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We cannot allow this plan to fail: invest in health workforce

Linda Mans & Mariëlle Bemelmans


With changing lifestyles and ageing population, chronic diseases have become increasingly common. Bearing this in mind, it has been predicted that by the year 2030, there will be a demand for 40 million new jobs in healthcare worldwide, most of these in high-income countries. In this same period, the shortage of health workforce in low-income countries will have grown to 18 million. These numbers are clear and point to the same conclusion: now, more than ever, we need a global strategy to tackle this unequal distribution. Wemos is glad that all member states of the World Health Organization (WHO) have adopted the five-year plan ‘Health Employment and Economic Growth’ at the recent World Health Assembly in Geneva.

In Geneva, member states’ response to the plan was overwhelming. New Zealand even concluded its speech by saying, ‘We cannot allow this plan to fail.’ This urgency therefore calls for the next necessary steps. The WHO, International Labour Organization (ILO), and the Organization for Economic Co-operation and Development (OECD) are working together on executing the plan.


Secure sufficient money

First, money is needed to train health personnel and, subsequently, for jobs. Many low-income countries lack the necessary funds. While ministries of health usually have a fairly good idea of what is needed in terms of health personnel, the budget negotiations with the ministry of finance often are not successful. This is because health workforce is seen as a recurring cost. To counter this, the WHO, ILO and OECD have come up with evidence that new jobs in the health care sector stimulate economic growth. Zambia and Zimbabwe have chosen an original approach to get approval from their ministers of finance for additional health budget: they present it as an ‘investment case’. But this is not always a formula for success.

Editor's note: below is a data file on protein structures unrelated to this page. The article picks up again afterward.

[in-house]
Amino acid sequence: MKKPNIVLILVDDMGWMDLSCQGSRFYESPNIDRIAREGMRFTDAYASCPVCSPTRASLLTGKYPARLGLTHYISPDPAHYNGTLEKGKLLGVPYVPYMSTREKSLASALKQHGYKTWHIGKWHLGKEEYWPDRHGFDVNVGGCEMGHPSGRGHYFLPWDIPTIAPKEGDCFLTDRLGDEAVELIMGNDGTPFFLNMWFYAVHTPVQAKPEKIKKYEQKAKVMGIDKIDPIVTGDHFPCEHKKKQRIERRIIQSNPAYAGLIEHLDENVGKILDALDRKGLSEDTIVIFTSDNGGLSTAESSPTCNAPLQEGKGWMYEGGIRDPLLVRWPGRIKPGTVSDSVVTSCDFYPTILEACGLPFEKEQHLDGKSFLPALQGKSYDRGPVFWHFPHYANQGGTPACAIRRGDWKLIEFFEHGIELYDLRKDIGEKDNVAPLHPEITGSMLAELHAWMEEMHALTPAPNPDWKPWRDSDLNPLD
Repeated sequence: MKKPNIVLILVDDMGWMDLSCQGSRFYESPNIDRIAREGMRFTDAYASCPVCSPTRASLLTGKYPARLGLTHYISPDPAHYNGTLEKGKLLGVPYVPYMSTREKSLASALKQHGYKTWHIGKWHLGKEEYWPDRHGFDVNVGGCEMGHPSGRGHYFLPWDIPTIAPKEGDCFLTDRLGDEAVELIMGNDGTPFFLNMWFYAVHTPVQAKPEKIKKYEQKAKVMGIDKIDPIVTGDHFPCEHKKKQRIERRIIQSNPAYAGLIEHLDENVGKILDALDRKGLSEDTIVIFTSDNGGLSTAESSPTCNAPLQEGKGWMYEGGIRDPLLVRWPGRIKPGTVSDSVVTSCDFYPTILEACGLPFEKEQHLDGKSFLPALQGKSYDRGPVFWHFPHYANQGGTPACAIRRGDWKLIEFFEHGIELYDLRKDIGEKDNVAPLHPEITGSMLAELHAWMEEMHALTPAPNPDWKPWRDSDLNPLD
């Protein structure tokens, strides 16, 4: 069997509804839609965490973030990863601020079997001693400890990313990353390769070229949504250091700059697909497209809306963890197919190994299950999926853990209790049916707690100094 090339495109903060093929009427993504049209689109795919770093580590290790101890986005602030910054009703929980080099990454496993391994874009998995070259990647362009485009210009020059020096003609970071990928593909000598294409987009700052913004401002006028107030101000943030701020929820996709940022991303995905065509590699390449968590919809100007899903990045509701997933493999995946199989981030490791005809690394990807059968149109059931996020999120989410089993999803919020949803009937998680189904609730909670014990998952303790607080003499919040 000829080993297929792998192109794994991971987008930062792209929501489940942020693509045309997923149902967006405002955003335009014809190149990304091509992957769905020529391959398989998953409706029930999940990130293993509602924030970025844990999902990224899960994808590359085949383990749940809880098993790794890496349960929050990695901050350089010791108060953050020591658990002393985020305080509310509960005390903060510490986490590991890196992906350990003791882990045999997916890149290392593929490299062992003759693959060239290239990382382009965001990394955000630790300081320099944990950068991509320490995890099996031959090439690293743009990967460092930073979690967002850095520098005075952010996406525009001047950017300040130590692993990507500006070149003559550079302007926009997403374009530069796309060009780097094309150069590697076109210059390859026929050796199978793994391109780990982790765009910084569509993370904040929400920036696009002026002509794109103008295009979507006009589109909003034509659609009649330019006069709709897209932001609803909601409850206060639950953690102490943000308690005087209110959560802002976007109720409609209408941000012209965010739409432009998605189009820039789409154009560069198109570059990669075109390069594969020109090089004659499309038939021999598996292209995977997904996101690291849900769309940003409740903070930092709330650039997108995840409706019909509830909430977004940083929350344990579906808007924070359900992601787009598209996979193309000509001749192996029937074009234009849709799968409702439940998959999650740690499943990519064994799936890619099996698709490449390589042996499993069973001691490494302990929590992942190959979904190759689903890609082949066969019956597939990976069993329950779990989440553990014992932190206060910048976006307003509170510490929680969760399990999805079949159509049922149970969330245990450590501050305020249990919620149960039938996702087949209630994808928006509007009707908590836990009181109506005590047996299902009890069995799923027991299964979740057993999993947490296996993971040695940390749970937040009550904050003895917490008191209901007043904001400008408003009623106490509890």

The WHO has drafted guidelines to determine the necessary number of health workers to guarantee universal access to health services. While it takes health needs as a starting point, in its approach towards the labour market it looks into supply and demand, and is guided by a country’s financial capacity to pay for health workforce. This approach has a downside, because this means that when a country has insufficient financial means, it cannot meet its health workforce demand. This is why Wemos rather advocates a human rights approach: everyone – worldwide – has the right to access to the preconditions to health.


Cut restrictions